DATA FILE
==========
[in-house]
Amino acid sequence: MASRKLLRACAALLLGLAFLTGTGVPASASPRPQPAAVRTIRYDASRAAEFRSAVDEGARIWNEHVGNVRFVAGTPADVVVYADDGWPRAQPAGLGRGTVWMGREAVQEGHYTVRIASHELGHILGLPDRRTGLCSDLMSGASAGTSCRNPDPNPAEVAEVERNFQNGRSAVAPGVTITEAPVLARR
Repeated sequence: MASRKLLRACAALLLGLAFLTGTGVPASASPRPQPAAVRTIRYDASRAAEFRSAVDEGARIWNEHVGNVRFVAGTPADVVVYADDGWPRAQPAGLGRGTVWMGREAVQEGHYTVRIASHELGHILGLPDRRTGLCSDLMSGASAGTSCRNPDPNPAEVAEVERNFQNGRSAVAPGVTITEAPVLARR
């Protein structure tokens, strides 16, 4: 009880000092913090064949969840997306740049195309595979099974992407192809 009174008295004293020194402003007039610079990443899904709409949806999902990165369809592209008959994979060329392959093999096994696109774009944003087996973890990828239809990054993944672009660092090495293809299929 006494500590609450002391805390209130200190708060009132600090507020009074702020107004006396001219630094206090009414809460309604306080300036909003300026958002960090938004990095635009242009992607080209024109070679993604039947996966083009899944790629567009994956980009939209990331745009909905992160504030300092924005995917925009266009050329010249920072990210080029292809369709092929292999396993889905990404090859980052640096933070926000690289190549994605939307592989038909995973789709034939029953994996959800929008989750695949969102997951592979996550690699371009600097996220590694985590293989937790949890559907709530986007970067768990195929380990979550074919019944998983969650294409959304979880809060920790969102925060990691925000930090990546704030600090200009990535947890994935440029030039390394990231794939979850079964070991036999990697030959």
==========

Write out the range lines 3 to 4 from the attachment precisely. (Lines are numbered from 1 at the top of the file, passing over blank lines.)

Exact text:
Repeated sequence: MASRKLLRACAALLLGLAFLTGTGVPASASPRPQPAAVRTIRYDASRAAEFRSAVDEGARIWNEHVGNVRFVAGTPADVVVYADDGWPRAQPAGLGRGTVWMGREAVQEGHYTVRIASHELGHILGLPDRRTGLCSDLMSGASAGTSCRNPDPNPAEVAEVERNFQNGRSAVAPGVTITEAPVLARR
């Protein structure tokens, strides 16, 4: 009880000092913090064949969840997306740049195309595979099974992407192809 009174008295004293020194402003007039610079990443899904709409949806999902990165369809592209008959994979060329392959093999096994696109774009944003087996973890990828239809990054993944672009660092090495293809299929 006494500590609450002391805390209130200190708060009132600090507020009074702020107004006396001219630094206090009414809460309604306080300036909003300026958002960090938004990095635009242009992607080209024109070679993604039947996966083009899944790629567009994956980009939209990331745009909905992160504030300092924005995917925009266009050329010249920072990210080029292809369709092929292999396993889905990404090859980052640096933070926000690289190549994605939307592989038909995973789709034939029953994996959800929008989750695949969102997951592979996550690699371009600097996220590694985590293989937790949890559907709530986007970067768990195929380990979550074919019944998983969650294409959304979880809060920790969102925060990691925000930090990546704030600090200009990535947890994935440029030039390394990231794939979850079964070991036999990697030959």